Before the Europeans moved into Africa and colonised its traditional tribes and empires, there were numerous states already in existence. These are thought to have numbered to approximately 10 000, some of which were large polities, while others were smaller cultures of hunter-gatherers.
The large groups included the Bantu speakers who moved through and colonised much of southern Africa and eventually established themselves in modern-day Zimbabwe. Another significant culture at the time was the Yoruba and Igbo communities in West Africa and the Swahilis on the east coast of the continent. The hunter-gatherer communities included the Bushmen or San who traversed the southern African plains in search of food and safe lodging. Generally, the larger civilisations (such as the Bantu people) were more structured in terms of family roles than those that moved around constantly in smaller numbers.
By the early 800’s of our Common Era (CE), there were several politically influential states throughout the African continent. The Hausa states extended from the west, across the sub-sahara and into central Sudan. These states included key players like the Ghana and Gao empires. This Ghanaian empire is not to be confused with modern-day Ghana, and its empire was conquered in the 11th century, when the Mali Empire succeeded it. This meant that western Sudan was, largely, under one rulership during the 1200’s. The Kanem-Bornu Empire, another Hausa state, had become Muslim by the 11th century. Soon, most of North Africa was under Muslim influence or control.
The coastal region of West Africa did not have this Arab influence, and encouraged the uprising of small, independent kingdoms. The Igbo people established the Nri Kingdom in the 9th century. This date has been established from findings of bronze items in the Nigerian archaeological town of Igbo Ukwu. Ife has been acknowledged as being the first Yoruba state to have been established in Africa and was considered to be the religious and cultural centre of the entire continent. The kings of the Ifa controlled many of the non Yoruba states.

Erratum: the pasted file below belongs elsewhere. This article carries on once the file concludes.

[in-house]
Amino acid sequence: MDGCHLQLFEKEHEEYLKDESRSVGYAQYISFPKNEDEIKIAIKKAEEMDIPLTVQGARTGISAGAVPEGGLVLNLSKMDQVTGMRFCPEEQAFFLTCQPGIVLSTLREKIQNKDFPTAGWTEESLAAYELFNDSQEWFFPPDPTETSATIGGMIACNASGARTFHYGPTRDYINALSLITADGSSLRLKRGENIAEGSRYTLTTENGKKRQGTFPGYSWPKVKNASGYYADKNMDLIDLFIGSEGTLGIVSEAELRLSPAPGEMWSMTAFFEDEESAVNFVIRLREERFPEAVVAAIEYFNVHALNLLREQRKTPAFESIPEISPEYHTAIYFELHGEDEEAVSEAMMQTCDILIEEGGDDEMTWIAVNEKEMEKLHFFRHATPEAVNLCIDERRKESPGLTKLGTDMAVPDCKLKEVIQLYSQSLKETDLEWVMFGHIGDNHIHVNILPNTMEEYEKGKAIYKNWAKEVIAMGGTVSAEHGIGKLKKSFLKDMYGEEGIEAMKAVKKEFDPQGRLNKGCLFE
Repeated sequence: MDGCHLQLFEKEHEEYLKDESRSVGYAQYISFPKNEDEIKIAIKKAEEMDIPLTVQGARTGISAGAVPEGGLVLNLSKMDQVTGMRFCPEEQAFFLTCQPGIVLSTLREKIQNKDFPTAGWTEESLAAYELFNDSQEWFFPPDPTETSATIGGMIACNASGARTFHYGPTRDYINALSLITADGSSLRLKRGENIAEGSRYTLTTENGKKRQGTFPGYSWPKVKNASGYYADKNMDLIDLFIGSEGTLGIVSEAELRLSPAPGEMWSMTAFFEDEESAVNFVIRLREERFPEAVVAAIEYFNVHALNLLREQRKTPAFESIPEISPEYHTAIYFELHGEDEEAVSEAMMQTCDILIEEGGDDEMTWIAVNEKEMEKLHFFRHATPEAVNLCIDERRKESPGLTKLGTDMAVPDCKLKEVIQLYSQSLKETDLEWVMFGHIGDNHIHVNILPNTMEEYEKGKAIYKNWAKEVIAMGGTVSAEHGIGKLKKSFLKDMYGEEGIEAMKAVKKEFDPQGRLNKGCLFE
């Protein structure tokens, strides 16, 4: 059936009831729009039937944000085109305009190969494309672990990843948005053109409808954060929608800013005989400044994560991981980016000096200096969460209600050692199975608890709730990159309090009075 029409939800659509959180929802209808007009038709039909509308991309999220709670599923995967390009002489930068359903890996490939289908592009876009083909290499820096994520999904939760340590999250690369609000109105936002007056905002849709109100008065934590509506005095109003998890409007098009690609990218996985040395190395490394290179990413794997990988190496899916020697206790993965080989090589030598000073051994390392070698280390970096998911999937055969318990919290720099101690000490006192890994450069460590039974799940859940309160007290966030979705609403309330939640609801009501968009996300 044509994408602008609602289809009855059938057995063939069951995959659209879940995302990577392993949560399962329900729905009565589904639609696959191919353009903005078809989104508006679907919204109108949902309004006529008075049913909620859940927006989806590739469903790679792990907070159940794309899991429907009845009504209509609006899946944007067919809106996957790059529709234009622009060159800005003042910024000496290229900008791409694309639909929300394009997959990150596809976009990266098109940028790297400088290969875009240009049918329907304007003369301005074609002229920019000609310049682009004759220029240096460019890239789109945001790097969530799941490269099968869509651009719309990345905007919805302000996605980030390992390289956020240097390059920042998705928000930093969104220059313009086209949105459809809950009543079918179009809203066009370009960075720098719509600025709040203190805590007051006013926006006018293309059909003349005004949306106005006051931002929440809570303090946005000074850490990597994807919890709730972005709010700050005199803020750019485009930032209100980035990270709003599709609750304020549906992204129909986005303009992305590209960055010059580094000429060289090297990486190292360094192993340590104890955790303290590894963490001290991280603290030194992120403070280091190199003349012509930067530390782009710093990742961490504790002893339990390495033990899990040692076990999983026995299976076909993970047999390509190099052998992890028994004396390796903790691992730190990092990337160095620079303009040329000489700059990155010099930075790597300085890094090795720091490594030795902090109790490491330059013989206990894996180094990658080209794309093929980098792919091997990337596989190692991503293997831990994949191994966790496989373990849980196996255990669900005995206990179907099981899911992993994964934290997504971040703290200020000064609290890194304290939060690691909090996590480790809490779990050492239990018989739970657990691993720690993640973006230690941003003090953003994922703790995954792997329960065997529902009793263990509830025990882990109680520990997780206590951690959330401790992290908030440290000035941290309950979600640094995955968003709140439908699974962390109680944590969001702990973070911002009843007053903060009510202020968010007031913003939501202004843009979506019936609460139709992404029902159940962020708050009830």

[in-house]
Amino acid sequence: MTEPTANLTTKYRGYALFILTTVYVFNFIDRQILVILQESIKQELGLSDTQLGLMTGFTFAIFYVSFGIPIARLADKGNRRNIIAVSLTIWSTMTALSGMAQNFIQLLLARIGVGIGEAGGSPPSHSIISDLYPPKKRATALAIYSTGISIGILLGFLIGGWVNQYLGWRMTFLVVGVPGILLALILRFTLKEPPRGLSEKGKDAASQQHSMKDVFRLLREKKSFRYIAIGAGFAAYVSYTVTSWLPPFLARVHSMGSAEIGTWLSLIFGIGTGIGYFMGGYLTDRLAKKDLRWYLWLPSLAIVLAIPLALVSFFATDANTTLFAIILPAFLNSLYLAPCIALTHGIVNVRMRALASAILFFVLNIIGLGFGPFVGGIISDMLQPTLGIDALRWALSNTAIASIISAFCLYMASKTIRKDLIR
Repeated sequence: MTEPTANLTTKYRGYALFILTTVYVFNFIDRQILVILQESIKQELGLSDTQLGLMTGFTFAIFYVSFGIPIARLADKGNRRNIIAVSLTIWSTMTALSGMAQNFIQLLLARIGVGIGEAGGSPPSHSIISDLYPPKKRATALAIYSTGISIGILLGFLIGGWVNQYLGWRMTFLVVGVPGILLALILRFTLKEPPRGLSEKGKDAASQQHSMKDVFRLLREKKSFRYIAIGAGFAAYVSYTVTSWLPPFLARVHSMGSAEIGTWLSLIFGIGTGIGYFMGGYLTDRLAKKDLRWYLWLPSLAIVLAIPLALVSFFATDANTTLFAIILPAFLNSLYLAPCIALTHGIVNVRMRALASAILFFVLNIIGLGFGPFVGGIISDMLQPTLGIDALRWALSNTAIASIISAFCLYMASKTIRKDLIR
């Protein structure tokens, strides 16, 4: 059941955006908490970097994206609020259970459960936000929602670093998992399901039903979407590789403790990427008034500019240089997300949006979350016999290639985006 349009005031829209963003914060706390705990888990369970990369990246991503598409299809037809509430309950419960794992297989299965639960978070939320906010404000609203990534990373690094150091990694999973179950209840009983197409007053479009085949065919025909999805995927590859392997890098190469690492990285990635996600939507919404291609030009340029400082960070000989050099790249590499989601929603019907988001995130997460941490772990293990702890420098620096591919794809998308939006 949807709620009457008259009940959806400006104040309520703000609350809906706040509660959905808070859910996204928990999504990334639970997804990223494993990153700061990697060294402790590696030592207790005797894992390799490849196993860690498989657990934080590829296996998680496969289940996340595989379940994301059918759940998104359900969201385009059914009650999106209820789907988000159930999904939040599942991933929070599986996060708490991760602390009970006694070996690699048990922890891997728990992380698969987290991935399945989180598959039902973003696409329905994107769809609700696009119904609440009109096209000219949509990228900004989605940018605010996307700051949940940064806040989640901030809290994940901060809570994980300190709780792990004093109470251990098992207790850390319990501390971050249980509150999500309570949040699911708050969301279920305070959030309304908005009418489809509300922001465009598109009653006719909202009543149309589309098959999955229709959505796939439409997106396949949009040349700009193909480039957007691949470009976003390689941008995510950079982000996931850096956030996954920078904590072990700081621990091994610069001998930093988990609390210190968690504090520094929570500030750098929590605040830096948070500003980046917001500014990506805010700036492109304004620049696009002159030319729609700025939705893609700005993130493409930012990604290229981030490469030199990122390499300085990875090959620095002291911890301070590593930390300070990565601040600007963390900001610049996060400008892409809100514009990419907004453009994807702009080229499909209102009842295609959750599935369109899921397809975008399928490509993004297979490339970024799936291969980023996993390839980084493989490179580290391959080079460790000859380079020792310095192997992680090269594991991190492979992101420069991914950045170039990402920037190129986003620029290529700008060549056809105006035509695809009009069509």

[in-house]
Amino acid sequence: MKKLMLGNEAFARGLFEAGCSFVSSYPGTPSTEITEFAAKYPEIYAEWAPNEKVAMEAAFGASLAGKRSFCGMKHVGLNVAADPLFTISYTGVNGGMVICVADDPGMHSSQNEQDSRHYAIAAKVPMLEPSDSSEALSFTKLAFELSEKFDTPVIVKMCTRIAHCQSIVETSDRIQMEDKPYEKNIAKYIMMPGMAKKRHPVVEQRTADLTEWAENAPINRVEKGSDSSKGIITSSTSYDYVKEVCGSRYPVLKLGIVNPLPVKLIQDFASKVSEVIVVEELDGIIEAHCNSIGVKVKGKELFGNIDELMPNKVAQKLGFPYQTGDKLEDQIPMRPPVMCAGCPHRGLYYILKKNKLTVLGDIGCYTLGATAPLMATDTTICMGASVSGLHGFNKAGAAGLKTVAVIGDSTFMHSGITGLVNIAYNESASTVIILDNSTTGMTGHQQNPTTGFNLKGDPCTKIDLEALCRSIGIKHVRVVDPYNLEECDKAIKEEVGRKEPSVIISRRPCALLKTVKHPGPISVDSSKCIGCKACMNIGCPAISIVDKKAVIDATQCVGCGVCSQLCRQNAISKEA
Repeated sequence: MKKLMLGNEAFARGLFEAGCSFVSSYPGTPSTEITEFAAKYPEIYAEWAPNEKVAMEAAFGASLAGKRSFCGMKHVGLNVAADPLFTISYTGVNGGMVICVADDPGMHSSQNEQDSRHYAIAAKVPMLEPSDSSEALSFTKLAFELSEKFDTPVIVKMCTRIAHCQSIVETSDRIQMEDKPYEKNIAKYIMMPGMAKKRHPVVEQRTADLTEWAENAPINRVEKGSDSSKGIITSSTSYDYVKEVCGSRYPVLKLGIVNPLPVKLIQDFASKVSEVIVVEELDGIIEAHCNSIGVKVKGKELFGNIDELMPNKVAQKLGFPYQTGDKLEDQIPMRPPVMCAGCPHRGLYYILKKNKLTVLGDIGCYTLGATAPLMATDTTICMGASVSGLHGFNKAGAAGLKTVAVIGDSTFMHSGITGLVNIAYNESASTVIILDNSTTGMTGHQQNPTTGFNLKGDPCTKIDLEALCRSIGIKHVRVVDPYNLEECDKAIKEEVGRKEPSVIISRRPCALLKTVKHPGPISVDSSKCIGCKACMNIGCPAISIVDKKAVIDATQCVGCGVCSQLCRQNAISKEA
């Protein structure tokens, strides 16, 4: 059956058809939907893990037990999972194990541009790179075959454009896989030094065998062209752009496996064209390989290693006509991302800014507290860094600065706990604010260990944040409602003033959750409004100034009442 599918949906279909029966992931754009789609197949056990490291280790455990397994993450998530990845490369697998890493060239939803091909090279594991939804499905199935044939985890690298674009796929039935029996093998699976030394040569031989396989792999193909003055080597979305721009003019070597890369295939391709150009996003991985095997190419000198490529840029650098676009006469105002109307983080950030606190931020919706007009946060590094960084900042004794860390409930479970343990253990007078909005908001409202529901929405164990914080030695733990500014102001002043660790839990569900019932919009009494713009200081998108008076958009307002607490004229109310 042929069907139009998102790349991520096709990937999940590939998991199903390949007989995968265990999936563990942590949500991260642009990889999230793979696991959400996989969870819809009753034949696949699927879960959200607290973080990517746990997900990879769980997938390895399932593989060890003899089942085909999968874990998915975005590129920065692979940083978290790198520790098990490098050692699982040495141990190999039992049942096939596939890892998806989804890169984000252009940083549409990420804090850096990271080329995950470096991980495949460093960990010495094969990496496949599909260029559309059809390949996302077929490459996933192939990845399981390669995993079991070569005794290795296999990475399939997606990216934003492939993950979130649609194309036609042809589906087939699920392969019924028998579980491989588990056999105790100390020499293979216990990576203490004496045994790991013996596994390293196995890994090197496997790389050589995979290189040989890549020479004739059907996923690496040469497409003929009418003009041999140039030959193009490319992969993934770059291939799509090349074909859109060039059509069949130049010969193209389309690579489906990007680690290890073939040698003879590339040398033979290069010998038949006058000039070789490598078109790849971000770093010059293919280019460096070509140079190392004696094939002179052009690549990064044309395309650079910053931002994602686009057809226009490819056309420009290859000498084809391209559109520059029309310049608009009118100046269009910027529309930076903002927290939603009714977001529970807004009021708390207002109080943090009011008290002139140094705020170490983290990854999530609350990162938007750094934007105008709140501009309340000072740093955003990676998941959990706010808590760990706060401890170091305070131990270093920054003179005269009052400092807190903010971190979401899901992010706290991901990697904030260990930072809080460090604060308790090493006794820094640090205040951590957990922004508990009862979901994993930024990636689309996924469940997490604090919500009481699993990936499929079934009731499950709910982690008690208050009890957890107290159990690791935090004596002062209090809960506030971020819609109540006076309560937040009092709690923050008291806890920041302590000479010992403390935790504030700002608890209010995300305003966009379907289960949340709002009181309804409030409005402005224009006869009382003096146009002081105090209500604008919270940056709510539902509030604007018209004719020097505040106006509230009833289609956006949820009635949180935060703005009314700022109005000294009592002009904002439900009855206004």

The Berbers dynasty under Islamic rule, the Almoravids, originated in the Sahara and spread upwards and westwards. Some of the Arab Bedouin tribes went across Egypt and into the west between the 11th and 13th centuries. These tribes encountered the Berbers, who then adopted many of their practices and cultures.
As the Mali Empire disintegrated, the Shonghai Empire rose to power under the leadership of Sonni Ali, and was situated in the Niger / Sudan area. Ali and his successor managed to seize Timbuktu, Jenne, and suchlike states, introducing the Muslim religion and enforcing its doctrines in schools and mosques all over the area.
It was also during this time that the slave trade hit an all-time peak in popularity and commercial success. In fact, during this time, in excess of 15 000 000 slaves were exported from Africa to other countries. This had an enormous effect on the strength of African civilisations as families, tribes and villages were torn apart. Slaves lost their kinship upon being taken away, so these individuals became anonymous members of an unspecified origin. It was only in the 19th century, when this slave trade lost its credibility and appeal that Africa’s economic system began to change.